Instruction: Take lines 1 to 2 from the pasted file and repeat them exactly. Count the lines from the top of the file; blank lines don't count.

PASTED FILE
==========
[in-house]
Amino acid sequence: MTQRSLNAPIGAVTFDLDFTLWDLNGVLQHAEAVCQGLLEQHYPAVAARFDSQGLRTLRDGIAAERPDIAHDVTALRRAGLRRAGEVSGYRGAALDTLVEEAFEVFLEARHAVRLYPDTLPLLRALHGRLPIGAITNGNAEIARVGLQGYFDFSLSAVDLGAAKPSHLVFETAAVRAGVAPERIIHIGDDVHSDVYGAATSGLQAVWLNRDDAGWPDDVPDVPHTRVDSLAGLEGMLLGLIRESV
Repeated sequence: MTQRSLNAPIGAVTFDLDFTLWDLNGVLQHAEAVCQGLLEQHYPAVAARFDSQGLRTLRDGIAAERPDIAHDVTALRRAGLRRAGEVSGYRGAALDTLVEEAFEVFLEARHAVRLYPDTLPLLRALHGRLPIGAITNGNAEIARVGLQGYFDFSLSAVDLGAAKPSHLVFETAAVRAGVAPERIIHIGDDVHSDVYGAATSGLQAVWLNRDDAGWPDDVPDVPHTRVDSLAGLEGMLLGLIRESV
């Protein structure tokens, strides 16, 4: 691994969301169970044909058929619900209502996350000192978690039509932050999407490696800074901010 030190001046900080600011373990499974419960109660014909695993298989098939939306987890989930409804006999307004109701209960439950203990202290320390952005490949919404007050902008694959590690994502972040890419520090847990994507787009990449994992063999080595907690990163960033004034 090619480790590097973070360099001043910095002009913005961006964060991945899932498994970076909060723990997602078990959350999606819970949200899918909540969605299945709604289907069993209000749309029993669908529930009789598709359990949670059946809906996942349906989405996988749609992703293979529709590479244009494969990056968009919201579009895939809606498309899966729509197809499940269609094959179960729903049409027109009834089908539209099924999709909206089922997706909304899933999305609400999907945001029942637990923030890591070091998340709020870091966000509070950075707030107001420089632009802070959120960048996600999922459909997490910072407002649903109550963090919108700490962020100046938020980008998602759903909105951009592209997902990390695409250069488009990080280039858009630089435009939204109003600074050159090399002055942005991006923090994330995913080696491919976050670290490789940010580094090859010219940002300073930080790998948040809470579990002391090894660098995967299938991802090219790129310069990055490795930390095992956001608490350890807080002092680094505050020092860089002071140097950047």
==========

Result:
[in-house]
Amino acid sequence: MTQRSLNAPIGAVTFDLDFTLWDLNGVLQHAEAVCQGLLEQHYPAVAARFDSQGLRTLRDGIAAERPDIAHDVTALRRAGLRRAGEVSGYRGAALDTLVEEAFEVFLEARHAVRLYPDTLPLLRALHGRLPIGAITNGNAEIARVGLQGYFDFSLSAVDLGAAKPSHLVFETAAVRAGVAPERIIHIGDDVHSDVYGAATSGLQAVWLNRDDAGWPDDVPDVPHTRVDSLAGLEGMLLGLIRESV